In general, five major developmental periods are recognized in fish: embryonic, larval, juvenile, adult, and senescent. Fish development is known for its confounding terminology, so there are many gray areas within these major categories, and, as with many other animals, many species tend to defy classification into discrete categories. For instance, species in several teleostean families bear live young (viviparous) – Poeciliidae, Scorpaenidae, and Embiotocidae (to name a few), and the young in some families (Salmonidae) seem to emerge as juveniles after hatching (externally) from the egg.
There are two important developmental characteristics that separate fish from most vertebrates: indeterminate growth (growing throughout life) and a larval stage. The fact that most fish (although there are always exceptions) are always growing means they constantly change in terms of anatomy, ecological requirements, and reproduction (i.e. larger size means larger clutches, more mates, better defense, etc. in most species). Increased age is also associated with better survivability, As physiological tolerances and sensitivity improve, familiarity with the local environment accrues, and behavior continues to develop. The larval stage is usually associated with a period of dispersal from the parental habitat. Also, the disappearance of the yolk sac (the beginning of the larval stage according to most researchers) marks a critical period in which most individuals die from starvation or predation.
Recently, researchers of coral reef fishes (mostly of the order Perciformes) have made significant advances concerning the life history of larvae. Nearly all bony coral reef fishes produce pelagic young (meaning they live in the water column for a period of time before settling on reefs), and the length of the stage is highly variable, from only a week in some damselfishes to greater than 64 weeks in some porcupine fishes . Initially, researchers made relatively simplistic assumptions about the pelagic phase, "portray[ing] larvae as little more than passive tracers of water movement that 'go with the flow,' doing nothing much until they bump into a reef by chance and settle at once" (Lies and McCormick 2002:171). Actually, the larvae of most coral reef fishes are endowed with good swimming abilities, good sensory systems, and sophisticated behavior that is quite flexible. And, while mortality rates are quite high at this stage (as with many other actinopterygian larvae), many larvae are able to detect predators at a considerable distance, and they are often transparent (usually larvae) or cryptically colored (many juveniles).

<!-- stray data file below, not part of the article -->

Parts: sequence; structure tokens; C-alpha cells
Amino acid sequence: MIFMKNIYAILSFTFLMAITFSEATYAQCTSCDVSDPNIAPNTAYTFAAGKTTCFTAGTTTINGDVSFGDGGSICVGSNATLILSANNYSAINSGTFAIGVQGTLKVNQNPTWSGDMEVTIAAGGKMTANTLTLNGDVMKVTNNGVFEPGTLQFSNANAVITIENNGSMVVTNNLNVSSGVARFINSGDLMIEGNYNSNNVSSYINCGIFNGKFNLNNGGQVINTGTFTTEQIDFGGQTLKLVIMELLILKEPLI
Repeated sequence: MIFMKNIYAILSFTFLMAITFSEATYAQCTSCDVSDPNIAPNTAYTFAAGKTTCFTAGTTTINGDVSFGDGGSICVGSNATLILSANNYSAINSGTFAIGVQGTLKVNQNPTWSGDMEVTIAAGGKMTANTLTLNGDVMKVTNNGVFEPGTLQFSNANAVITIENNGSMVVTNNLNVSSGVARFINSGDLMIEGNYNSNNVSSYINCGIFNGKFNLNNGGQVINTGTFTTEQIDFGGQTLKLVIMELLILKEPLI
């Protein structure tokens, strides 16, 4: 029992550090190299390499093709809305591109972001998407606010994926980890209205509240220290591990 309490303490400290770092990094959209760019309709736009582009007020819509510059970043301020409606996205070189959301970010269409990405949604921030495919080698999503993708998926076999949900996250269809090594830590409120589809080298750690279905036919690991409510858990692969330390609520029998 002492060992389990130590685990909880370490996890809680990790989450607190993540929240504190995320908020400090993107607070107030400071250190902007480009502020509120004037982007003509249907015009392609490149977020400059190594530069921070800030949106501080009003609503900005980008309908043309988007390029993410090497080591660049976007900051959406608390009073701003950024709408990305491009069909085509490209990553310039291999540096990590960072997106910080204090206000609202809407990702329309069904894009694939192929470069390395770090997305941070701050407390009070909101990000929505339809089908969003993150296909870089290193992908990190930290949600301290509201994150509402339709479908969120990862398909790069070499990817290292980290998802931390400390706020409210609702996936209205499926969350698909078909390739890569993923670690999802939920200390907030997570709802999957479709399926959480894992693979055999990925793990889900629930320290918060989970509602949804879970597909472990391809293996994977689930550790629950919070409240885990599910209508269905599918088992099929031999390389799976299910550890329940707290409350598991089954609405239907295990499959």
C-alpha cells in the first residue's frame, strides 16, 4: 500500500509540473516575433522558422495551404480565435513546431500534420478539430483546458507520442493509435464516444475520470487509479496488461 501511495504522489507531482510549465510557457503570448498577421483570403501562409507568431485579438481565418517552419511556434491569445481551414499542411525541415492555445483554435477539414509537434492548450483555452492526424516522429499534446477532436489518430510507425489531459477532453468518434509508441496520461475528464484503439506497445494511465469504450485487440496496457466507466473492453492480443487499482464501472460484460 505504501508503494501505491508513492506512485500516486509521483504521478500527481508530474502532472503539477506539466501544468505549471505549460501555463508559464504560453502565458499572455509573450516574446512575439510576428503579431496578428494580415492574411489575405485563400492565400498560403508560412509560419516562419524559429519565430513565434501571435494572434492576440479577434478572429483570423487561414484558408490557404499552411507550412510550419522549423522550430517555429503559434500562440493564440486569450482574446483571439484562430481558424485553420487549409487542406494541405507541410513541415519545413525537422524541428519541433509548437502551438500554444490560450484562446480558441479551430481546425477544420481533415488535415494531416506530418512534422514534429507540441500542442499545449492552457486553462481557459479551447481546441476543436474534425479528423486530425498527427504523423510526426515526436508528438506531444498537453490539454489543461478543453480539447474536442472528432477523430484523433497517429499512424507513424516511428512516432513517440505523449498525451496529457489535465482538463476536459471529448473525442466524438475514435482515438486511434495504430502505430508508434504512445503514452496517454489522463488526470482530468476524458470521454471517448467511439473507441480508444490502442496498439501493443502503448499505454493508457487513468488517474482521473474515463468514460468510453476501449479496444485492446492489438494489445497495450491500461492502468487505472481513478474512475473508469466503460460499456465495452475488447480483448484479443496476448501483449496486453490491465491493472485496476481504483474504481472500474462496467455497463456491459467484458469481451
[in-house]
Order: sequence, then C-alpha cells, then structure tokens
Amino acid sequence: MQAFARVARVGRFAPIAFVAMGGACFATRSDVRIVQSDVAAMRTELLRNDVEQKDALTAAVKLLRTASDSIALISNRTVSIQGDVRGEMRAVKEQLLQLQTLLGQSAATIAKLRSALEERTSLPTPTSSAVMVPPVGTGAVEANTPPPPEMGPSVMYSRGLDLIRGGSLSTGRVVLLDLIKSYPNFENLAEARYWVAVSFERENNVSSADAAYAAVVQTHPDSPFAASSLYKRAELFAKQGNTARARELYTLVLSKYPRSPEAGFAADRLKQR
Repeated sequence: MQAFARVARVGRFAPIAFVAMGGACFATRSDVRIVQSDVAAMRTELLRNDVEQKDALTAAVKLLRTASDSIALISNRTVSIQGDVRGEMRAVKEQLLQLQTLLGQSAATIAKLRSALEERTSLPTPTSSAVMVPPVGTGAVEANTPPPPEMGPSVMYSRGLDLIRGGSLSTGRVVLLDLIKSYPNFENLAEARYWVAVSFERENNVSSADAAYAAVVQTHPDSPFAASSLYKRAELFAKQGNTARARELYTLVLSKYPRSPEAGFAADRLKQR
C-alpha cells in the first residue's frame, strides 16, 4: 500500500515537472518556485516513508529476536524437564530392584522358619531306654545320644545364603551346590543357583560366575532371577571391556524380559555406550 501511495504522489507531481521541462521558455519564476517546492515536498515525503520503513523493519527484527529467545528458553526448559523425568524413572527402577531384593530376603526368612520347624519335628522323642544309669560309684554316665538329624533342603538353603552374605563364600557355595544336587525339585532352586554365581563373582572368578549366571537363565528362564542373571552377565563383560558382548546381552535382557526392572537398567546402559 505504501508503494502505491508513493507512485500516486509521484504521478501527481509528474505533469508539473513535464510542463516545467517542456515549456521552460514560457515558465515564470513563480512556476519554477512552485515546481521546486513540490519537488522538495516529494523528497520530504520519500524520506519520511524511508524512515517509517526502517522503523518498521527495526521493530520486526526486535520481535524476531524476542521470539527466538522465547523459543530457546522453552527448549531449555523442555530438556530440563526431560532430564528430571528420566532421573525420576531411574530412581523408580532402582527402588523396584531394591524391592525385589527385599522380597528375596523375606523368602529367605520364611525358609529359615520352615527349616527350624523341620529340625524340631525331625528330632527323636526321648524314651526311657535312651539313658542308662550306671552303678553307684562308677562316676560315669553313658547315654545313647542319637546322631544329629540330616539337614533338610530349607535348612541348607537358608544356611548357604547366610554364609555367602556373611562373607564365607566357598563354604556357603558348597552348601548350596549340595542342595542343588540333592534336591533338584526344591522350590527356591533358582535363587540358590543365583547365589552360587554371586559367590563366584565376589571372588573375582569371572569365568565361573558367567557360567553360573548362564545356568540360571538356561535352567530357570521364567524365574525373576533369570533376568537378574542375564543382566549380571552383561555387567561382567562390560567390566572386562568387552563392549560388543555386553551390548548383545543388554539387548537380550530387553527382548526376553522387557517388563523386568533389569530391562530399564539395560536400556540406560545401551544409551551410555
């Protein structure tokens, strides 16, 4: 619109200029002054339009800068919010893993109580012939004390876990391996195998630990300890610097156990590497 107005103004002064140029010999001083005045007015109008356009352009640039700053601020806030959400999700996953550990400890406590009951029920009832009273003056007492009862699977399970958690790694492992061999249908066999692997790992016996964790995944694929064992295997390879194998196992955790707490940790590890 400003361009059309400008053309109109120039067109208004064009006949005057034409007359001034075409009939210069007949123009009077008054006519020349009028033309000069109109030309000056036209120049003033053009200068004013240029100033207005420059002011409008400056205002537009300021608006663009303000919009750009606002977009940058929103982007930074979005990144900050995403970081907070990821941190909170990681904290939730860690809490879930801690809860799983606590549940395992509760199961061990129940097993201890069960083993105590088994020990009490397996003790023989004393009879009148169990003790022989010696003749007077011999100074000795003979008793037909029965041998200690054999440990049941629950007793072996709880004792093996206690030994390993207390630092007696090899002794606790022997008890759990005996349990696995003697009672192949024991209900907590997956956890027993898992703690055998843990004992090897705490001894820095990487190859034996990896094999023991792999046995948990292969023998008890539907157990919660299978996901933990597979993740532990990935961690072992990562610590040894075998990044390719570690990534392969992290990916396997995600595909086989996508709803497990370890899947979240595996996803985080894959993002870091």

It is important to note that the young of reef fishes develop quite differently from most temperate fishes that have been studied. While the eggs of most temperate fishes hatch from 3 to 20 days after laying, the eggs of most coral reef species hatch within only a day. Also, at any given size, the larvae of reef fishes are more developed than most temperate, non-perciform fish: they have "more complete fins, develop scales at smaller size, [have] seemingly better sensory apparatus at any size, and are morphologically equipped for effective feeding within a few days of hatching" (173). Finally, the settling habitat for reef fishes (coral reefs) tends to be relatively fragmented and, therefore, much more difficult to locate, unlike the habitat of temperate fishes, which tends to have large expanses suitable for settling. This brief glimpse into the pelagic stage of reef fishes reveals the diversity and complexity of development in actinopterygians.
Development - Life Cycle: neotenic/paedomorphic; metamorphosis ; temperature sex determination; indeterminate growth